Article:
Friday, 24 May 2013

Blanket Ban on Prisoner Voting in Scotland's Referendum - John Scott QC

The trades union movement has been at the forefront of the struggle for basic rights and liberties around the world. Rights that that we have all come to take for granted today. And you continue to challenge injustices to this very day.

The STUC’s A Just Scotland report painted a picture of a country many of us aspire to, regardless of where we stand on the issue of Scotland’s constitutional future. The chapters on equality and human rights, and democracy and citizenship in particular begin to put flesh on the bone of what we mean when we talk about a Scotland that truly values ‘social justice’.

The Howard League for Penal Reform has a long history of campaigning for the rights of those held in custody and for just responses to the causes and consequences of crime.

The Scottish Parliament is currently considering legislation that determines who will get to vote in next year’s independence referendum. This is a first. The franchise for local and general elections is an issue reserved to the Westminster government.

The Scottish Independence Referendum (Franchise) Bill seeks to extend voting rights to 16 and 17 year olds. However, the Bill also bars convicted prisoners from voting in the referendum – something that the Howard League for Penal Reform in Scotland and others have opposed. The Scottish Government has chosen to replicate the UK Government’s blanket ban on prisoner voting. On this issue, we are out of step with other civilised democracies in Europe. The only other European countries with a blanket ban on prisoner voting are Armenia, Bulgaria, Estonia, Georgia, Hungary, Lichtenstein, Russia and San Marino.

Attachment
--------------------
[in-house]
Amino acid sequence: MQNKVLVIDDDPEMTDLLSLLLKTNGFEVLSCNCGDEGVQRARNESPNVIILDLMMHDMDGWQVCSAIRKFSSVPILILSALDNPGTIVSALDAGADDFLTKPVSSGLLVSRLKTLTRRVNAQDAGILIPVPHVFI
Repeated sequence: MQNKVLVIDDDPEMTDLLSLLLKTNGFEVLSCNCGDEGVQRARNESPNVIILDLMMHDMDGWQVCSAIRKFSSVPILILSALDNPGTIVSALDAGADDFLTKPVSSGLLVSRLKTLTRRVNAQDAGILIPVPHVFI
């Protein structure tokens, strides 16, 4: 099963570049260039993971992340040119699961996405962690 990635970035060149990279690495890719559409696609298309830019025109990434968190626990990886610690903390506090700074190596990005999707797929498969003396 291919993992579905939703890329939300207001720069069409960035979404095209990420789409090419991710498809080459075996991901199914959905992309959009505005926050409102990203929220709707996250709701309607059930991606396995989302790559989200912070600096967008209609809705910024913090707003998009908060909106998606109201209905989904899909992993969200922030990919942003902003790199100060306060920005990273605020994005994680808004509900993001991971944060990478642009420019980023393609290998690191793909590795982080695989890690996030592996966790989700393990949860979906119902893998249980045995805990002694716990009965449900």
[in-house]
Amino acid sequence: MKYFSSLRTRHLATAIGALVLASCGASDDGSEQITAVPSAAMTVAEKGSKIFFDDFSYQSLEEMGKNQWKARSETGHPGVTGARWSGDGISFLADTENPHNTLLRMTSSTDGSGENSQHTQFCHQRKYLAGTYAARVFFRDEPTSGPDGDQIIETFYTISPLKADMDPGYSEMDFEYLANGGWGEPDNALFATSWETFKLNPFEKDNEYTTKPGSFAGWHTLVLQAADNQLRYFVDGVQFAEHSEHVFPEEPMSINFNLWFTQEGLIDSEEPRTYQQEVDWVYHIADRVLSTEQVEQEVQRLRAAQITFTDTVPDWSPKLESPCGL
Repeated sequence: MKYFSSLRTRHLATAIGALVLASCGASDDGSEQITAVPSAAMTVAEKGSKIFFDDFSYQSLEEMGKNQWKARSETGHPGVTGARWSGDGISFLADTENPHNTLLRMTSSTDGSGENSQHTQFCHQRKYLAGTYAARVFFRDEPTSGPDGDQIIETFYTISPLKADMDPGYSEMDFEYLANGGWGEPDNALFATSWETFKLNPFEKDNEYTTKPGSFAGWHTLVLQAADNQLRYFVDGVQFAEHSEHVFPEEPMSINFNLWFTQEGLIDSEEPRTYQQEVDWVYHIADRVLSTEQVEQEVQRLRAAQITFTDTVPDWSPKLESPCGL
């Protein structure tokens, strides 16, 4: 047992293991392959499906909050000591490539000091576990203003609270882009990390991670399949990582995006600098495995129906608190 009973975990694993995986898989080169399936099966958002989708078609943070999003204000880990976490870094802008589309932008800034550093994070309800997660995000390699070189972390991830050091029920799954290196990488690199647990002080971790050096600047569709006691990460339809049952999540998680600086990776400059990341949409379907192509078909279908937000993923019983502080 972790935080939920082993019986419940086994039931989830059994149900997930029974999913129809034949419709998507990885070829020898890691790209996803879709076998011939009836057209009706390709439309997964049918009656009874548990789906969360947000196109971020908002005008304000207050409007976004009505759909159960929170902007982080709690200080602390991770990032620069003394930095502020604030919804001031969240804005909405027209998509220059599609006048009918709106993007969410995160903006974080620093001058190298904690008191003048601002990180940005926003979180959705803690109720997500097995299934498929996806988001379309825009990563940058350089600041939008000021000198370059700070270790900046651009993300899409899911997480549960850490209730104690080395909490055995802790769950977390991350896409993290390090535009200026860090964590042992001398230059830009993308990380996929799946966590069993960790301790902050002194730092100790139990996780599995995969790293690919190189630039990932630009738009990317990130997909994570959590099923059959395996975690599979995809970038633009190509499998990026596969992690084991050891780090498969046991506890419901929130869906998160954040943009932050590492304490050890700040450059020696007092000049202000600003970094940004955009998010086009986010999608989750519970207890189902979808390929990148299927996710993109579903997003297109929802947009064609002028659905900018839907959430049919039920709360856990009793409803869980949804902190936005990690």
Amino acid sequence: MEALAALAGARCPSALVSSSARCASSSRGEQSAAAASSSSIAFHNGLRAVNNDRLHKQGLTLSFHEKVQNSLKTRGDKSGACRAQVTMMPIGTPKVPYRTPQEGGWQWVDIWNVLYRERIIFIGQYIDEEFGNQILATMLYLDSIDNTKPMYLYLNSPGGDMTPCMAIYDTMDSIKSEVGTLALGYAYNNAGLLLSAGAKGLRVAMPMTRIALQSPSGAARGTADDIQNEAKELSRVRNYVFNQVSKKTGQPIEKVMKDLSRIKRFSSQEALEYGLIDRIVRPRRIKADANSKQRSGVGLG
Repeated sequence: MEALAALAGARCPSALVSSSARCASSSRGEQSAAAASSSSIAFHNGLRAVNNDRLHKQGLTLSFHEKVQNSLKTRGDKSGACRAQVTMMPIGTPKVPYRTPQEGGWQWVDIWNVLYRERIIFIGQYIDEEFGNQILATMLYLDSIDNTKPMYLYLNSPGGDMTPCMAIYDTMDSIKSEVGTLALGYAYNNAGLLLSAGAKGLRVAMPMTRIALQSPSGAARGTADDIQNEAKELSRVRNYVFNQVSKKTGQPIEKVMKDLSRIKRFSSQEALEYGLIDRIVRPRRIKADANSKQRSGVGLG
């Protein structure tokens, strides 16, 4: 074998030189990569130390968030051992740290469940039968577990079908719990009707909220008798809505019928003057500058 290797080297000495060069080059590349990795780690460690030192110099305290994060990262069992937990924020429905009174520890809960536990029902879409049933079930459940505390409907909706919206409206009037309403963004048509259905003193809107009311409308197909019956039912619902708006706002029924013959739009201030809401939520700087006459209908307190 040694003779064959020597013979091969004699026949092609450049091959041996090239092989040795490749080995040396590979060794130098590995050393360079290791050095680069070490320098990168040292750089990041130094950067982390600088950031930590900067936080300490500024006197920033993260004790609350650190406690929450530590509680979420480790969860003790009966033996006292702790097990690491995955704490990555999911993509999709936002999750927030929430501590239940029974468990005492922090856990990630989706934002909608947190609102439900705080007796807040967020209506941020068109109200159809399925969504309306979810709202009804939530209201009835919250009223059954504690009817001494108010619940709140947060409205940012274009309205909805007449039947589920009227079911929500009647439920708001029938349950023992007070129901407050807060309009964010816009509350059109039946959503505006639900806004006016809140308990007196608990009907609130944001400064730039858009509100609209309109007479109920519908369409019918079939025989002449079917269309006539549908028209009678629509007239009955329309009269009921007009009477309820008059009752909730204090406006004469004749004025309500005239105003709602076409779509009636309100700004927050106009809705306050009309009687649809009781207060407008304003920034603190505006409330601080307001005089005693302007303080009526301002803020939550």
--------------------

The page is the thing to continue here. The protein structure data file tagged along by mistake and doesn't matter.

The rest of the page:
Scotland has one of the highest prison populations in Western Europe and our reoffending rates remain stubbornly high. The Scottish Government has accepted that our prisons are full of people many of whom are more troubled than troubling, and they have acknowledged that those held in Scottish prisons are some of the most disadvantaged individuals in our society. Research carried out by former prison governor Roger Houchin in 2005 confirmed that a quarter of all inmates in Scotland’s prisons hailed from just 53 council wards and some of our most deprived communities.

Put simply, prisons are the dumping grounds for the failures of other areas of social policy. I have seen this with relentless regularity in my work as a criminal defence lawyer over the last 26 years.

Most people held in Scottish prisons will re-enter our communities, many after only a short time away, and we need to do what we can to give them a stake in Scottish society. That should include giving them the vote and the sense of civic responsibility that comes with it.

 The anomalies that arise for those in prison on short-term sentences are particularly acute. For instance, in 2011-2, over 10% of custodial sentences handed down were for shoplifting. Are we really saying that these individuals shouldn’t have a say in the future of the country they live in? That they shouldn’t have a say in the future of communities they will return to? That they shouldn’t be encouraged to feel part of society rather than continuing to be excluded from it?

 As our Parliament debates this issue, the words spoken by late trade union activist Jimmy Reid over four decades ago have lost none of their resonance:

 It's the frustration of ordinary people excluded from the processes of decision-making. The feeling of despair and hopelessness that pervades people who feel with justification that they have no real say in shaping or determining their own destinies.

We at Howard League Scotland want fervently to avoid this issue ending up as the political football that issues of crime frequently become. This benefits no one, not least victims of crime.

This is Scotland’s chance to put down a marker regarding the value it attaches to social justice and human rights. And a chance to send a message to those on the periphery of our society that they have a stake in its future.

 John Scott QC

Howard League Scotland

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